Recovery for the rich

Last weekend I visited a Reno used bookstore that I often frequent. The owner told me that this is like no recession he has experienced. In previous recessions, he said, people have avoided buying new books so he benefited. Sales rose in hard times. Not this time.

Afterward I stopped at my neighborhood sandwich shop. It’s been around for a long time, but it’s still taking a beating in this recession.

I often wonder what such merchants think when they hear federal officials say that the recession is over. They probably react the same way workers do.

This recession started in 2007, and probably earlier in Nevada. That year was during the presidency of George W. Bush. So were the Wall Street meltdown and the bailouts. But all those things were bipartisan.

In D.C., Republicans and Democrats like to point fingers at each other on economic issues, but there is plenty of blame to go around. And after all, the recession began six years ago. Whatever ownership of it by George W. Bush and the Republicans existed has long since passed to Barack Obama and the Democrats.

Democrats provided the votes to loosen regulation on financial institutions. Bill Clinton first endorsed and then signed repeal of the Glass-Steagall Act, the repeal that Democrats now blame for the economic meltdown. The Democrats said the bailouts were needed because some of those financial institutions were “too big to fail.” But once the crisis passed, the Democrats did not do one thing to break up those gargantuan entities under anti-trust law. Indeed, they approved settlements of various institutional collapses that allowed the “too big to fail” entities to get bigger, putting the nation at greater risk than before. Senate Democrats repeatedly refused to change the post-1975 “silent filibuster” system that prevented them from enacting their full economic program after Obama became president. All of these things are related to the relatively new corporate ownership of the Democratic Party.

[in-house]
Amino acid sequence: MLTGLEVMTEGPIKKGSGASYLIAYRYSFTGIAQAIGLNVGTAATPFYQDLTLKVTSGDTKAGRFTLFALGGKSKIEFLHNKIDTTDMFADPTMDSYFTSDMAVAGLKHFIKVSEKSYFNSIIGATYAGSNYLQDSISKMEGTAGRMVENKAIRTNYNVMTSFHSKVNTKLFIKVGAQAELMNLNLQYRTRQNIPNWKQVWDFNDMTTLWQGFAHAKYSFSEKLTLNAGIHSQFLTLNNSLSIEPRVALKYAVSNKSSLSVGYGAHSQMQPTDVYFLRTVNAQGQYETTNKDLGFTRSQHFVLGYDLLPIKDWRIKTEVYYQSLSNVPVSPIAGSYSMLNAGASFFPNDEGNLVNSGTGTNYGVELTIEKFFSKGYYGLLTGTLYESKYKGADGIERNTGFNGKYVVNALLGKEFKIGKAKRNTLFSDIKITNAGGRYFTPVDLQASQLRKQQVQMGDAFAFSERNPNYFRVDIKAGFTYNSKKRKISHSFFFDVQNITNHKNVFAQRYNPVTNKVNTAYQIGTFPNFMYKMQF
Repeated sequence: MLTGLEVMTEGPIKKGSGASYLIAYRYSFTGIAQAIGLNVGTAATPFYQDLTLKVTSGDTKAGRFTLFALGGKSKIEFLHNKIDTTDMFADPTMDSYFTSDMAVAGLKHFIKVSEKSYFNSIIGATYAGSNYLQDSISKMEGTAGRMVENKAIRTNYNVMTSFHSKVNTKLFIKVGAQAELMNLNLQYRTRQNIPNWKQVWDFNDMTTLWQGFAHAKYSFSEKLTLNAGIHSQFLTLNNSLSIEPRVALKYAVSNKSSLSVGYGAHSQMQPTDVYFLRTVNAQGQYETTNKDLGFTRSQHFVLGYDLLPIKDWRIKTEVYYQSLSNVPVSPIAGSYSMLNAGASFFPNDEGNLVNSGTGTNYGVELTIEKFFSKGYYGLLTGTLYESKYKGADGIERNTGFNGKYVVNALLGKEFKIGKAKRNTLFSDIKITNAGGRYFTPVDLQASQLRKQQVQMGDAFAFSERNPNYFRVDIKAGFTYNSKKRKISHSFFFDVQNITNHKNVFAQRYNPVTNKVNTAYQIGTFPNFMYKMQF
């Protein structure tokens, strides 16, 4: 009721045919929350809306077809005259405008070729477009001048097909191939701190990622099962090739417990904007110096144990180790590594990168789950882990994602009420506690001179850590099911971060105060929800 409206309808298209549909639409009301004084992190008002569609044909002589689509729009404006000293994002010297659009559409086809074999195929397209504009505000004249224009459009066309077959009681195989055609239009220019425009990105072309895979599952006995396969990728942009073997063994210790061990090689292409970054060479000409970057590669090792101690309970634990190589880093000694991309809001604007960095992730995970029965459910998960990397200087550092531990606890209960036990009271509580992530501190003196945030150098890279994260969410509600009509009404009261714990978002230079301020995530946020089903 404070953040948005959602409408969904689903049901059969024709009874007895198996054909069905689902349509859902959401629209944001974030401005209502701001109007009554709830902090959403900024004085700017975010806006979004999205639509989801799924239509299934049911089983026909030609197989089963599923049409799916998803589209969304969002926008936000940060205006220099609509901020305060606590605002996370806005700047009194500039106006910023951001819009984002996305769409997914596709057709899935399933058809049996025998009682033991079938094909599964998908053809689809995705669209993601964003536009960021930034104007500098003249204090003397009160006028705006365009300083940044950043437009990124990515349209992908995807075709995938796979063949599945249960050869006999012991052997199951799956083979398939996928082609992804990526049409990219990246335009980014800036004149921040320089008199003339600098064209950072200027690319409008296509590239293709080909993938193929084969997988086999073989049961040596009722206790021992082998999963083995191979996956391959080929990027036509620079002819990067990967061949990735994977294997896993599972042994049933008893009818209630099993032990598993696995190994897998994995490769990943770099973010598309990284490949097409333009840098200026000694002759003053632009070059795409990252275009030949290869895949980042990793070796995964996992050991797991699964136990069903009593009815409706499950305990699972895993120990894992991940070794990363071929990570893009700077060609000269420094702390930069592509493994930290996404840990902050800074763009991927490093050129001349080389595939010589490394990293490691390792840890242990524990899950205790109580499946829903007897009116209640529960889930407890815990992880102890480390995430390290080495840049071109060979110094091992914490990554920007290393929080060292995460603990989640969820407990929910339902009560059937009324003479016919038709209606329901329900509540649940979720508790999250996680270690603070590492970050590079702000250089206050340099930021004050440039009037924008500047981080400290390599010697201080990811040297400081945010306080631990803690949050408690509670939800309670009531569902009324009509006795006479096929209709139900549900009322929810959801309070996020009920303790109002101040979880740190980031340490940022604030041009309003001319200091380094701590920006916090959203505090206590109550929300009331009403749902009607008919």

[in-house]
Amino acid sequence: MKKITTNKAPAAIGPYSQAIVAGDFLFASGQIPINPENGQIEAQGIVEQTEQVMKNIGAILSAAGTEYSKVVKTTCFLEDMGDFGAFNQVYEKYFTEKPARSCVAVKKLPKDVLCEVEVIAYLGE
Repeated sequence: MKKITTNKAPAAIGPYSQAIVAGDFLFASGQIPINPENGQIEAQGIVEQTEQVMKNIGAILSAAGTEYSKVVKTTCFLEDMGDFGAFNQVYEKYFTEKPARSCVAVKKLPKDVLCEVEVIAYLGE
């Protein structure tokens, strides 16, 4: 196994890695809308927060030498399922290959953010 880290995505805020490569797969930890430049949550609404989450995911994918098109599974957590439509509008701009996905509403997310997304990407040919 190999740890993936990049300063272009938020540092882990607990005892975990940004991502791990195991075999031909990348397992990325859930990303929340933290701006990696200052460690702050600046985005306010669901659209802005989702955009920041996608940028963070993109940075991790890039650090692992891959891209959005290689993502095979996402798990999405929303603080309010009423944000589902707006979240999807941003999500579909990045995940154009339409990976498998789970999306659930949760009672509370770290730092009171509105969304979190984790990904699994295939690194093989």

In the 1980s, the Democratic Congressional Campaign Committee was headed by U.S. House member Tony Coelho, who argued that the Democrats could line up to get “campaign contributions” from the nation’s rich and powerful just as productively as the Republicans. He was right, and soon corporate money was pouring into the party’s treasuries.

Any Democrat who thought the party could be corporate-funded without becoming a corporate puppet was quickly proven wrong. When push came to shove, the party forgot the working poor and listened more intently to its new moneyed allies, and it showed up repeatedly in policy, as when a health care plan dependent on insurance companies was enacted.

Worse, the party’s rank and file has stood by and watched it happen. In the GOP, the party’s activists pull hard on the reins when Republican leaders start behaving too much like Democrats. But in the Democratic Party, the tradition is to adore the party’s presidents and congressional leaders. Here’s a great example:

In the 1970s, the Nixon administration and business leaders argued that 5 percent joblessness was “an acceptable level of unemployment.” Democrats high and low tore into the notion.

Four decades later, Reuters reports, “Chicago Fed President Charles Evans … said inflation pressures look low now, and the Fed’s easy policies have helped slowly move the unemployment rate down toward 5.5 percent, which he called a sustainable level.” No one in the Obama administration or the Democratic Party spoke up to disagree.

During those 40 years, Democratic leaders have grown loathe to offend business leaders. And Democrats at the grass roots are unwilling to call Obama, Harry Reid, Nancy Pelosi and others to account on increasingly conservative economic policies and a recovery that benefits only the affluent.

An anemic recovery is not what voters expected when they elected Obama. Where is the vigorous economy that Democrats promised? And why aren’t the soft money-funded party organizations in Nevada and around the nation challenging their own leaders on behalf of the working poor?

Dennis Myers is a veteran and Nevada journalist.

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